As the director of the FBI for nearly half a century, John Edgar Hoover was the chief architect of the American security apparatus during a large chunk of the 20th century. A recognizable figure in popular memory, Hoover is also remembered for his fierce campaigns against Communism and his antipathy to civil liberties, which led to egregious abuses of power. In many ways, his career symbolized the dramatic rise of the security state in post-New Deal America.
What does J. Edgar Hoover’s life reveal to us about the evolution of federal power? How does his story revise our view of conservatism in 20th-century America? And what might his tenure tell us about our own times as the FBI increasingly comes in the crosshairs of partisan politics? In this episode, our host Ben Zdencanovic sits down with Pulitzer Prize-winning historian Beverly Gage to discuss these questions.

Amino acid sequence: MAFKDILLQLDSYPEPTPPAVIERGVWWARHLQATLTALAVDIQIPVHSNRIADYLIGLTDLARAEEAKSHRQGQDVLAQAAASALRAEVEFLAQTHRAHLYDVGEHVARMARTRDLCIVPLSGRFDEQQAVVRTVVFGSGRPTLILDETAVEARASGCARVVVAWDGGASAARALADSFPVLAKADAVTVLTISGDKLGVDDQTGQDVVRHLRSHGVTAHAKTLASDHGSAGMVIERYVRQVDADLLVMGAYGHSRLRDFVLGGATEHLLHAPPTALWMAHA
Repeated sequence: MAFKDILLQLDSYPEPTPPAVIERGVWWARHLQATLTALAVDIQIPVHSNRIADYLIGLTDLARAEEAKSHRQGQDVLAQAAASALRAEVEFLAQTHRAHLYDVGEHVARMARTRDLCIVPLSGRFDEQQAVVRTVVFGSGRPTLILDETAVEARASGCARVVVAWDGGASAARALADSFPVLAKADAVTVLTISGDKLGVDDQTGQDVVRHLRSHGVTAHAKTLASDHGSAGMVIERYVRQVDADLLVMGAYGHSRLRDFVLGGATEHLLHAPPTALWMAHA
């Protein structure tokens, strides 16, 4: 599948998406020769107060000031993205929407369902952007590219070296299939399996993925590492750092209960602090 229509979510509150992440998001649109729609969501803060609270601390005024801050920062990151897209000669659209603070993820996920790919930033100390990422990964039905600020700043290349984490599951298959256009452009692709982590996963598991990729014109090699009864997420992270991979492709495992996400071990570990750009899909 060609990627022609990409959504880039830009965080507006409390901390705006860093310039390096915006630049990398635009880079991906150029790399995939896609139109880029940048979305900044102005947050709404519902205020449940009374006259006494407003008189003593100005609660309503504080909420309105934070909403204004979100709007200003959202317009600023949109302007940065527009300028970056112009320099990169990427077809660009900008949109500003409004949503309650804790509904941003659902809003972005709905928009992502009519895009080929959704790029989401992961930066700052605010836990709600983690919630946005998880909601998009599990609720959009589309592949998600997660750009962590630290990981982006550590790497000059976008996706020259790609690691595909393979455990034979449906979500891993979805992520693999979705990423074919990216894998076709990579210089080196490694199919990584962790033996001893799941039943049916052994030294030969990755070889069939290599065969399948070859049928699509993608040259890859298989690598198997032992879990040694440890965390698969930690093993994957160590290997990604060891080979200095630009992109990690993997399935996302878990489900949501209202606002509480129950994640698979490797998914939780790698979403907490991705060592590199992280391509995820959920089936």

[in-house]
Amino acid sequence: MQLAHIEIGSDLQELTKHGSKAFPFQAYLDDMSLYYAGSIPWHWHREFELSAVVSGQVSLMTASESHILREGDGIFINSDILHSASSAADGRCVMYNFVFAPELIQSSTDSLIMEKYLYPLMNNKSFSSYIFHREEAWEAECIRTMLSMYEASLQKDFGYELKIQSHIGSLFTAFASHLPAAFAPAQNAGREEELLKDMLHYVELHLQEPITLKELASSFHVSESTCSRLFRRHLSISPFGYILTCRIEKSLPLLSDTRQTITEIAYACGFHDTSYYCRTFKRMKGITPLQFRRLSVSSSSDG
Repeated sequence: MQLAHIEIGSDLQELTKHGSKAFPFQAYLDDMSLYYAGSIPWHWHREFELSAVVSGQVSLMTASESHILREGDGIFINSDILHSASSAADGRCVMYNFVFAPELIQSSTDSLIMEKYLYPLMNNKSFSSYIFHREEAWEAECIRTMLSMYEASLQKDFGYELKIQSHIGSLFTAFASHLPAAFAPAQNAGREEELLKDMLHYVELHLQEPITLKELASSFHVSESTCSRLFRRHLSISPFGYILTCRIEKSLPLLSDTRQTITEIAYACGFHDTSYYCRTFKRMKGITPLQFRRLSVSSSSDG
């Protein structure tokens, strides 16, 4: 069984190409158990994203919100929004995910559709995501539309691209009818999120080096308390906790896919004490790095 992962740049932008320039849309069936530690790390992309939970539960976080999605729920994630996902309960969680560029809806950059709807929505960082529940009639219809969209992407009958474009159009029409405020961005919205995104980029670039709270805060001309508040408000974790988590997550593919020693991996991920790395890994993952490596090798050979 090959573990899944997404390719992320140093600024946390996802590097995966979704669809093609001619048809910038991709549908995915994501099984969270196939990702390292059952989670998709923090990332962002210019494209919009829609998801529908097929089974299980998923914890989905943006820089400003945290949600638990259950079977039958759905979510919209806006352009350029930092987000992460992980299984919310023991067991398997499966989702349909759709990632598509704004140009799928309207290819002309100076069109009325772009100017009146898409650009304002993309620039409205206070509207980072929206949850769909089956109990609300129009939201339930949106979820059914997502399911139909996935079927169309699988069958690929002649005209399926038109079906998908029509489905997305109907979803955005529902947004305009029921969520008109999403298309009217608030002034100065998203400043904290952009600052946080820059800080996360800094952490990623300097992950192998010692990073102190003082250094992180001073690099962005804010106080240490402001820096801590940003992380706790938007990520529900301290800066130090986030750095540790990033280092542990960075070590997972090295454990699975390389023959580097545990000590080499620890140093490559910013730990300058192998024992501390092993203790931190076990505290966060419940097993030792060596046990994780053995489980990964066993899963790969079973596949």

Beverly Gage is the John Lewis Gaddis Professor of History at Yale University. Her book G-Man: J. Edgar Hoover and the Making of the American Century, a biography of former FBI director J. Edgar Hoover, received the 2023 Pulitzer Prize for Biography, the Bancroft Prize in American History, and the National Book Critics Circle Award for Biography, among other prizes. Professor Gage has also authored The Day Wall Street Exploded: A Story of America in its First Age of Terror. She writes for numerous journals and magazines, including The New Yorker, New York Times, and Washington Post.